These Myths About Improving Your Credit Score Actually Hurt Your Credit
The credit scoring model used by nearly all banks, credit unions, and other financial institutions was a long-held secret in the financial world. For decades, the Fair Isaac Company, which created the credit scoring model, closely guarded the algorithm which calculates the score. Even today, the company only releases general information about the weights of each category making up the score.
As a result of this secrecy, much speculation and misinformation has been distributed by well-intentioned advisers trying to help people improve their scores. Before I worked as a Vice President at a financial institution, I was one of the people who believed a few of these myths. After being trained on the credit scoring model and talking with numerous banking executives as part of my role in the banking industry, I had my eyes opened to the realities of how to better manage my own score.
The Myths That Can Lower Your Score
Don’t fall into the credit score trap of believing these common myths. Understanding the realities will help you better manage your score and have more control over your credit.
Myth: Closing a credit card will improve your score
One of the most common myths circulating about credit scores is you can improve your score dramatically by cancelling credit cards. Some even say cancelling a card will raise your score by 60 points within a month. This is false. Cancelling or closing a credit card can have significant negative impacts on your score because it lowers your Capacity, one of the biggest factors of your credit score.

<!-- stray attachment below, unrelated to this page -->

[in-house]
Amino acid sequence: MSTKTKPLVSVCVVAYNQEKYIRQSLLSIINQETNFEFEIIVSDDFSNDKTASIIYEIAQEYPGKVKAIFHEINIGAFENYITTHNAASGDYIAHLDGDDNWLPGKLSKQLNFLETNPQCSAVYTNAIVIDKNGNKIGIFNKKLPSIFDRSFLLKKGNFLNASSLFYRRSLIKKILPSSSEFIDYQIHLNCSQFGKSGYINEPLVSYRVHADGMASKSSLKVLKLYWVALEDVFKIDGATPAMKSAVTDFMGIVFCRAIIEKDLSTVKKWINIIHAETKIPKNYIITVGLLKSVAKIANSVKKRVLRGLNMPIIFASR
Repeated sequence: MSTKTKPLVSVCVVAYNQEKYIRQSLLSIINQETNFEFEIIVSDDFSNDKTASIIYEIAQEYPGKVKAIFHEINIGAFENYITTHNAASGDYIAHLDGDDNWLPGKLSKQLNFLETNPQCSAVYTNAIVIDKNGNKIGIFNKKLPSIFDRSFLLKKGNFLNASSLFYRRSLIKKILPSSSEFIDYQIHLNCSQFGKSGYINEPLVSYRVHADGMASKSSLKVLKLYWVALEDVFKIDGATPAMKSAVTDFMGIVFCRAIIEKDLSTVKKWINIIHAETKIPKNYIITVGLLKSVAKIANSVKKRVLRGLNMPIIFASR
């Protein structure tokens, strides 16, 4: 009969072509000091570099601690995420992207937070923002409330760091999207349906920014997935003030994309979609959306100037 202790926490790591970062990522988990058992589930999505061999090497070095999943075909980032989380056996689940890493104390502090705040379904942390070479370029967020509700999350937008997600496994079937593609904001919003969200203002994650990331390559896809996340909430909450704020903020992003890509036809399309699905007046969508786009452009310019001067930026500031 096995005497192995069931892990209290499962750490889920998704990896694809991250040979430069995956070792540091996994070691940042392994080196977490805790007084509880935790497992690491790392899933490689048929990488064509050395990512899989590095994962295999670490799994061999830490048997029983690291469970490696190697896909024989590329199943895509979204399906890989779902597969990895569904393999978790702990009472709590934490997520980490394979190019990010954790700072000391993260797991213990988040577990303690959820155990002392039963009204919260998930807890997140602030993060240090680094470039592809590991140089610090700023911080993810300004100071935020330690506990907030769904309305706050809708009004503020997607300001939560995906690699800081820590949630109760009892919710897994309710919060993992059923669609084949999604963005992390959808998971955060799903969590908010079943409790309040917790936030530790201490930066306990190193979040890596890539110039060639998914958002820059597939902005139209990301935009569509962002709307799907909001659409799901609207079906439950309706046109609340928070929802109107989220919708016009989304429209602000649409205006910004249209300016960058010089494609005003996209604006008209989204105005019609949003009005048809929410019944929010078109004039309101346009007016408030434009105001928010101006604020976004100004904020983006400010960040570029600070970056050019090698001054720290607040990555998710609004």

Your Capacity is how much of your available credit you have used. Said another way, how badly are you in debt relative to how bad it could be. Capacity makes up 30% of your overall credit score, slightly less than your Payment History (35%). Underestimating the importance of Capacity is a mistake, because it determines nearly a third of your score.
The inverse of Capacity, utilization, is often used because it’s easier to calculate. Adding up your capacity and your utilization will always equal 100%, so calculating utilization gives you your capacity. Your credit score goes up the higher your capacity and the lower your utilization. To calculate your utilization, divide your total balances by your total account limits.
As an example: assume you have three credit cards. The first has an account balance of $400 and a limit of $1,000; the second a balance of $550 and a limit of $1,500; and the third a balance of $1050 and a limit of $1,500. Adding the cards up, your total balance is $2,000 ($400 + $550 + $1,050) and your total limit of $4,000 ($1,000 + $1,500 + $1,500). Divide the total balances by the total limits ($2,000/$4,000) gets you a utilization of 50%. Not great but not too bad either.
The next month you work some overtime and pay off the first credit card. Paying off the balance will reduce your utilization to 40% ($1,600/$4,000), which increases your credit score. And your score increases a lot because of how important Capacity is to your score.
But if you also cancel the credit card when you pay it off, you actually hurt your score. You still owe the same $1,600 dollars, but your limits now add up to only $3,000 (the two remaining $1,500 cards). Divide $1,600 by $3,000 and you get a 53% utilization, worse than when you started. Paying off and cancelling the smallest card actually lowered your credit score.